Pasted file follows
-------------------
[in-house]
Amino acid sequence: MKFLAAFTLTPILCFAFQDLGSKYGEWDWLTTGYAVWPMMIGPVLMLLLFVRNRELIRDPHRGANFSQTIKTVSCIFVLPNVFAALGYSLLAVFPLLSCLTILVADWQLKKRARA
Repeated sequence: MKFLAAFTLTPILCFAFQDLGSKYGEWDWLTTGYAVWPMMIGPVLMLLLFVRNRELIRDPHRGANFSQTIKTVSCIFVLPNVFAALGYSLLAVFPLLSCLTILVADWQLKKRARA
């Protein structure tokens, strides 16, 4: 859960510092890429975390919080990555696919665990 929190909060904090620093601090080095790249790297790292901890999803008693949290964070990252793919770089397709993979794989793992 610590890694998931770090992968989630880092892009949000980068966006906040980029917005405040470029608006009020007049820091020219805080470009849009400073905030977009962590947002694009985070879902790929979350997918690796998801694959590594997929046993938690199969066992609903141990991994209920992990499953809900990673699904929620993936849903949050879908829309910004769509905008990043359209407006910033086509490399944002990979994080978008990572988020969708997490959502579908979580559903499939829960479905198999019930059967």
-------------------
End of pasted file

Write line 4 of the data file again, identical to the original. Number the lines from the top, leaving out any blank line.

């Protein structure tokens, strides 16, 4: 859960510092890429975390919080990555696919665990 929190909060904090620093601090080095790249790297790292901890999803008693949290964070990252793919770089397709993979794989793992 610590890694998931770090992968989630880092892009949000980068966006906040980029917005405040470029608006009020007049820091020219805080470009849009400073905030977009962590947002694009985070879902790929979350997918690796998801694959590594997929046993938690199969066992609903141990991994209920992990499953809900990673699904929620993936849903949050879908829309910004769509905008990043359209407006910033086509490399944002990979994080978008990572988020969708997490959502579908979580559903499939829960479905198999019930059967």